Lionel Messi headed one way, put the brakes on and with a turn of the ankle and a dip of the shoulder set off in the other direction, defender desperately chasing. Robert Lewandowski was the man there, following him and then fouling him. The Argentinian didn’t look pleased; the Pole didn’t either, but there was no way he was going to complain; doing so could cost his country a place in the World Cup, he knew.
It was the 94th minute and it was the first time Lewandowski had got anywhere near Messi, and this wasn’t the way he had imagined it. In every other way, he had been miles off.
So much for that. The big clash was no contest. Lewandowski and Messi have 1,449 goals between them, but there were none here.
Instead, they were scored by Julián Álvarez, and the son of a former footballer who played with Diego Maradona and ended up in parliament, eventually forming part of Macri’s government. Alexis Mac Allister is his name – the hair is red, the roots Scottish and Irish – and he got his first international goal to finally rid Argentina of any nerves they might have had. Instead there was a missed penalty from Messi and then … well, this.
Whatever this was. Poland, and their captain, were in a very strange place now, the tension tearing at them, doubts creeping into every move, every second. Lewandowski had not mustered a shot and had barely seen the ball all night. If this had been a head-to-head, he had lost it. Just not enough to actually get knocked out, not yet. So now he was defending with the rest of them. But how do you defend for your lives while trying not to make a tackle? How do you waste time if you can’t foul and dive and start fights? That was the doubt Poland had to address now.
They knew they were beaten, but they were weren’t out. Somehow, they were still standing and on the flimsiest of platforms. At this stage they were two goals down but two yellow cards up, going through on fair play, which was a funny name for a rule that as the final minutes slipped away here felt anything but fair.
Poland’s fate was in the balance and in many hands, most of them not their own. Mexico were winning 2-0 at Lusail, they were losing 2-0 at the 974 Stadium and just about anything could nudge them into the abyss. A goal here, a goal there, or two more yellow cards.
There must be better ways than this. A shootout somewhere between the two teams perhaps, high noon for a place in the last 16. It would be great viewing. Instead, they just tried to get to the end without getting themselves into a mess. The problem was that Argentina had started to enjoy this for the first time, and kept coming at them, if a little less insistently now. And when Lautaro Martínez had a clear chance headed off the line in the last minute, it almost fell apart.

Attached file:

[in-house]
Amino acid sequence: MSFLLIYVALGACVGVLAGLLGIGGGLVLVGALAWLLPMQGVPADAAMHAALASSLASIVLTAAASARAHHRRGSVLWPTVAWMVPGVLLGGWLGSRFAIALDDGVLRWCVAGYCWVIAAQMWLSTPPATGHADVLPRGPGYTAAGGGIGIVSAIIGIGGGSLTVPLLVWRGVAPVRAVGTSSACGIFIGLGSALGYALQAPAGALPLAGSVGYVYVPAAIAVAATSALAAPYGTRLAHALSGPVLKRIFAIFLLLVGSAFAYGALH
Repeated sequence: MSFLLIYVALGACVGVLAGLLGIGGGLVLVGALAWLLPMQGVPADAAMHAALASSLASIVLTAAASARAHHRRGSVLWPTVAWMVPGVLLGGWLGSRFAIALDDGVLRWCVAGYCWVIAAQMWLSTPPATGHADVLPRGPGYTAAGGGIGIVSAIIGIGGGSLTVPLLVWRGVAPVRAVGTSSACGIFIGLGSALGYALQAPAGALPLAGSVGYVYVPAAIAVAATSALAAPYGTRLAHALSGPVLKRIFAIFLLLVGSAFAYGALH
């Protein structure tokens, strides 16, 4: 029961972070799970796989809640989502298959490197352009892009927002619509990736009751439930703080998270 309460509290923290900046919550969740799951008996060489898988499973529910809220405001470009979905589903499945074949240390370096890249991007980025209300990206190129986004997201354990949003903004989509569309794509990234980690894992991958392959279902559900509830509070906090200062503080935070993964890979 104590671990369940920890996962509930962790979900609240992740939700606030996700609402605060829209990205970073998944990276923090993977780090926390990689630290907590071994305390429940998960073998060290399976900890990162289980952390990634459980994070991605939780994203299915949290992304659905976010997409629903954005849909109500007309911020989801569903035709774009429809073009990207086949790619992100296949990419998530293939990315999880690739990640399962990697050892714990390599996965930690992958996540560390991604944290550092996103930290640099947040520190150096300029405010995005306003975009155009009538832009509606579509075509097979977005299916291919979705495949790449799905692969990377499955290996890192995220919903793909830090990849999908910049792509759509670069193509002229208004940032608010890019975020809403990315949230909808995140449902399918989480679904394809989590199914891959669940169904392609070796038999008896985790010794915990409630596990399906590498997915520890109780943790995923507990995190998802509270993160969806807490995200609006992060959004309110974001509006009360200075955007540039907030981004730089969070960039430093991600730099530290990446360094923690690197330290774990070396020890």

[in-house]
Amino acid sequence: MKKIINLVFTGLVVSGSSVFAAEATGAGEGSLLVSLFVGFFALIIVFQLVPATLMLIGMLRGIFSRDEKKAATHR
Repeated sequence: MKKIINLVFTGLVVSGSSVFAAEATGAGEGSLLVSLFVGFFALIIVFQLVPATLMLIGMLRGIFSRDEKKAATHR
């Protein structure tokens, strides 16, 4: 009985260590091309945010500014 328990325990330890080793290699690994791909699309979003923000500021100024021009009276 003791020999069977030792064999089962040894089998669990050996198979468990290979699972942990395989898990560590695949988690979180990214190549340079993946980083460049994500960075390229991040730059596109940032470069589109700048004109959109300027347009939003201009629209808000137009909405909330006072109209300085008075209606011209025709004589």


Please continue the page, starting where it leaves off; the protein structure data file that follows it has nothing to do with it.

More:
Then Danny Makkelie – what power to shape destinies he had in those last 15 minutes – blew the final whistle. Poland were through now, but had to wait in case something happened in the other game. Remarkably, it did.
But, like so much else on a night when they had been taken to pieces, it fell their way. Messi and Lewandowski were embracing, the Argentinian whispering something in the Pole’s ear, when the news came through that Saudi Arabia had scored. Maybe Messi was the one that told him; unlikely but it’s nice to imagine it.
Ultimately, both ended the night celebrating. Argentina’s fans were still there singing way after the whistle. The Poles had gone, slipping away silently. Which felt right somehow.
For Argentina, this had been a test more of the mind than anything else.
When Messi had been given a penalty late in the first half and see it saved, Wojciech Szczesny shooting up a strong arm, it might have been different.
Messi has been here before, never more so than in the shootout at the end of the 2016 Copa America final, completing a run of three finals in three years: none of them lost in 90 minutes, but all of them lost. That day, he walked away, depressed, the towel thrown in.
Now, he’s back, a Copa America winner in 2021 and chasing his last chance at the World Cup. “The feeling was ‘we’re never going to win anything, we won’t win, we won’t win, we won’t win’, and what we said was: ‘The sun will come up tomorrow, win or lose,’” Scaloni had said.
Here, that was tested, the fault lines risking opening, the mind wavering. But ultimately they stood strong. The second goal had come early enough, and Poland had slipped into protection mode early enough that it played out without nerves, just a bit of a pantomime.
Or maybe it was more simple: maybe they were just much too good, a feeling returning that said: maybe Argentina can do something at this World Cup after all.
The draw has been kind and this was more like it: this was good, and so was Messi. When it came to the battle of the talismen, it ran thus: 0 shots to 7, 18 passes to 70; Argentina’s 23 shots to Poland’s four told the story, but the foul count became the stat that mattered.